Last week when Rep. Dennis Kucinich (D-Ohio) held a news conference to tout the growing momentum for his resolution calling for the impeachment of Vice President Cheney, Rep. Maxine Waters (D-Calif.) stood by his side.
But when it comes to Congressional support for his quixotic presidential campaign — the centerpiece of which he has made ending the Iraq War — the leftist Congressman stands alone.
Kucinich is active in both the Congressional Progressive Caucus as well as the Out of Iraq Caucus. But none of the 72 Progressive Caucus members — and no Member of Congress for that matter — has endorsed Kucinich’s 2008 bid.
For his part, the six-term lawmaker says he wouldn’t have it any other way.
“My approach to this campaign is to first build support with groups around the county,” Kucinich said in a brief interview last week.
Rep. Lynn Woolsey (D-Calif.) was the only Member to back Kucinich’s 2004 presidential campaign for the Democratic nomination. But this time she said she’s staying neutral, at least for now.
“I’m not endorsing anybody at the moment,” Woolsey said.
Woolsey and Rep. Barbara Lee (D-Calif.) co-chair the Progressive group and this summer they are planning a series of town hall meetings in early presidential voting states such as Iowa and New Hampshire in hopes of influencing White House primary voters. Waters, the chairwoman of the Out of Iraq Caucus, also is participating.
The “Triad” — as Woolsey said the trio of women is known — has decided not to endorse any of the White House contenders until after their teach-in sessions conclude.
Woolsey said it “would be wrong to have already picked a candidate” before that conversation takes place.
Rep. Marcy Kaptur (D-Ohio), a fellow Progressive, was somewhat surprised to learn that Kucinich is without official backers on Capitol Hill. But she praised her home-state colleague’s leadership in organizing opposition to the Iraq War and said that through his perseverance despite “knowing the Mount Everest you face” he has engendered the emotional support of his peers.
“I think there’s a lot of spiritual support for Dennis, and there’s a lot of admiration,” Kaptur said. “People here are so wed to the money imperative.”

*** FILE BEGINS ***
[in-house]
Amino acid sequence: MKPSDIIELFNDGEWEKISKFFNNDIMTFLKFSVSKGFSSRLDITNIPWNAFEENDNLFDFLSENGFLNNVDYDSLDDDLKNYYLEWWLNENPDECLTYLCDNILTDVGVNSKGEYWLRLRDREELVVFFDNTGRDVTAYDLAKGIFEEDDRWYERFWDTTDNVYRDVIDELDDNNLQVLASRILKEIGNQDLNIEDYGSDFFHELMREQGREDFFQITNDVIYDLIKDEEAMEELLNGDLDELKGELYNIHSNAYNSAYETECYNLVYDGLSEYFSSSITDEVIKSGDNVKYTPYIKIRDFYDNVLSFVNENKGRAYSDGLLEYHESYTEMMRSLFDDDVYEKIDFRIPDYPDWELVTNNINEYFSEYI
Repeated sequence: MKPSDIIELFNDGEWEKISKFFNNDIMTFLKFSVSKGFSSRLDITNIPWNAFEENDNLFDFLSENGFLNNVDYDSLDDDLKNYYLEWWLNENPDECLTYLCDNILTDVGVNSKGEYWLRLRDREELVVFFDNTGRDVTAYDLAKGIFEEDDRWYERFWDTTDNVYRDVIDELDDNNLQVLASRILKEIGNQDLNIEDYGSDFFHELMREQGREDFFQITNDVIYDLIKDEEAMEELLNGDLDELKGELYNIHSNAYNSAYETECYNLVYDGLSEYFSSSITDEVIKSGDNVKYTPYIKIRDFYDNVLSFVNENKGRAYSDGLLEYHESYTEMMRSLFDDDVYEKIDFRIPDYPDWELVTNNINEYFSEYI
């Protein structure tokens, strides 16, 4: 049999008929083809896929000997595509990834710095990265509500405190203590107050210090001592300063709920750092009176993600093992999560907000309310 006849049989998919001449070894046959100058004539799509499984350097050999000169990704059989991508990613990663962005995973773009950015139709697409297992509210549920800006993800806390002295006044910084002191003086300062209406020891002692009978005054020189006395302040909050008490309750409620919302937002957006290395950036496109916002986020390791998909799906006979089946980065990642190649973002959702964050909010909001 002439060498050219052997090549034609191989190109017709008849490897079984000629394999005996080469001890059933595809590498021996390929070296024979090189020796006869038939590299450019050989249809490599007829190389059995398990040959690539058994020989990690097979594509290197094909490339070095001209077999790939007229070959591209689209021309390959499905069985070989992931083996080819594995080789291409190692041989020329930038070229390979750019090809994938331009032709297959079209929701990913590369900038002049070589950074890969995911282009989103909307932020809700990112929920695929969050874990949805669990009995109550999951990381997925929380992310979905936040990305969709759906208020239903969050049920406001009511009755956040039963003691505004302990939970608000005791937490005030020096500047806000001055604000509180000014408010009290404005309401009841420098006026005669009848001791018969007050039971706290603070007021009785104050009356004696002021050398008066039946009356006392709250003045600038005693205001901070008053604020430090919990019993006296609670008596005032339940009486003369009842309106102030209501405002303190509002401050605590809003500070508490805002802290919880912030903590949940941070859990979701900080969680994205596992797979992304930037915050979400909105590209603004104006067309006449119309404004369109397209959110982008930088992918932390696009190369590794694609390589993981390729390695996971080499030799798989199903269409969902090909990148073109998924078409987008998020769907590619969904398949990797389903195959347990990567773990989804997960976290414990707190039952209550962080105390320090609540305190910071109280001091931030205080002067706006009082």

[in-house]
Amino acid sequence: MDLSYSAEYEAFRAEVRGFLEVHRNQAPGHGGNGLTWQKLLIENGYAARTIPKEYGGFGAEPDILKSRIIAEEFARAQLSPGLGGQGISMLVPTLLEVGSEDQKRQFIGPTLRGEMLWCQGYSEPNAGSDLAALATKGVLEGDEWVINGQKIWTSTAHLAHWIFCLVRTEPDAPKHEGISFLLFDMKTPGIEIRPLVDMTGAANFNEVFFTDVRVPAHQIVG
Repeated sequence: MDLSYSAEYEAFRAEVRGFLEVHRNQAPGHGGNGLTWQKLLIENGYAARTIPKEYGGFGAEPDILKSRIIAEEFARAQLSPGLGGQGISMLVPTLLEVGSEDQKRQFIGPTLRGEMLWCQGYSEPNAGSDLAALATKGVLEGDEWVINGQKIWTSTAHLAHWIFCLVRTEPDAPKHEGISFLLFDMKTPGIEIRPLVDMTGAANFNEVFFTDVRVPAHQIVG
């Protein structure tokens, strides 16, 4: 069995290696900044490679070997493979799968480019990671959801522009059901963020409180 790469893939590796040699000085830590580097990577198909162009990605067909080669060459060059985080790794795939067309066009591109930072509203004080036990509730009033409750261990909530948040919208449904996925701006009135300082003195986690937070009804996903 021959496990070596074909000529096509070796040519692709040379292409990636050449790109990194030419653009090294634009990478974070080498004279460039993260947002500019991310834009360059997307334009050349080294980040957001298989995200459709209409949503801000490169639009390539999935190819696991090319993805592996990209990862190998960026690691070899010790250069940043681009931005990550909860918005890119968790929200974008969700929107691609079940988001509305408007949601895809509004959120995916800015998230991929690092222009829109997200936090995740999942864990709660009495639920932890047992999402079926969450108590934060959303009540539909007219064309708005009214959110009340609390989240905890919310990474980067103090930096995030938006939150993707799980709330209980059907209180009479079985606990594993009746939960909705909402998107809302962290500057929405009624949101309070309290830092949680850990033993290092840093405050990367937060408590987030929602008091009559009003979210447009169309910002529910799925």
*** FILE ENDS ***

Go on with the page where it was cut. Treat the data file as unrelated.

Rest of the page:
Kaptur said she has offered to travel around Ohio with Kucinich, who she said prefers to go directly to the people instead of seeking the affirmation of his colleagues on the Hill.
“He’s never asked me for an endorsement,” she said. “I don’t think he feels like he wants to pressure his colleagues.”
Kucinich has not actively sought the support from his colleagues and he stressed that he strives to keep his presidential campaign separate from his legislative work in Congress.
“I spend my time on the floor of the House on issues,” he added, a veiled reference to the cajoling that takes place there to win support on behalf of his top-tier opponents.
Kucinich also said that Members were cognizant of his grass-roots appeal.
“Areas where I do have a lot of support, I think Members there are aware of it,” he said.
Kucinich’s resolution laying out grounds for articles of impeachment against Cheney has a total of seven co-sponsors.
Aside from Waters, Lee and Woolsey, other Democratic Members who have signed on to the bill are Reps. Yvette Clarke (N.Y.), William Lacy Clay (Mo.), Jan Schakowsky (Ill.) and Albert Wynn (Md.).
Three of those Members have already signed on or are supporting other presidential campaigns. Clay and Schakowsky are supporting Sen. Barack Obama (D-Ill.) while Wynn is unofficially whipping support for former Sen. John Edwards (D-N.C.). Clarke has yet to join her fellow Empire State Democrats in signing on to Sen. Hillary Rodham Clinton’s (D-N.Y.) campaign.
Kucinich isn’t the only Member running for president not to score the backing of any of his colleagues. Neither Reps. Ron Paul (R-Texas), who is running on a platform that appeals to Libertarians, nor Rep. Tom Tancredo (R-Colo.), who has focused his campaign almost solely on the issue of illegal immigration, have any public Congressional supporters.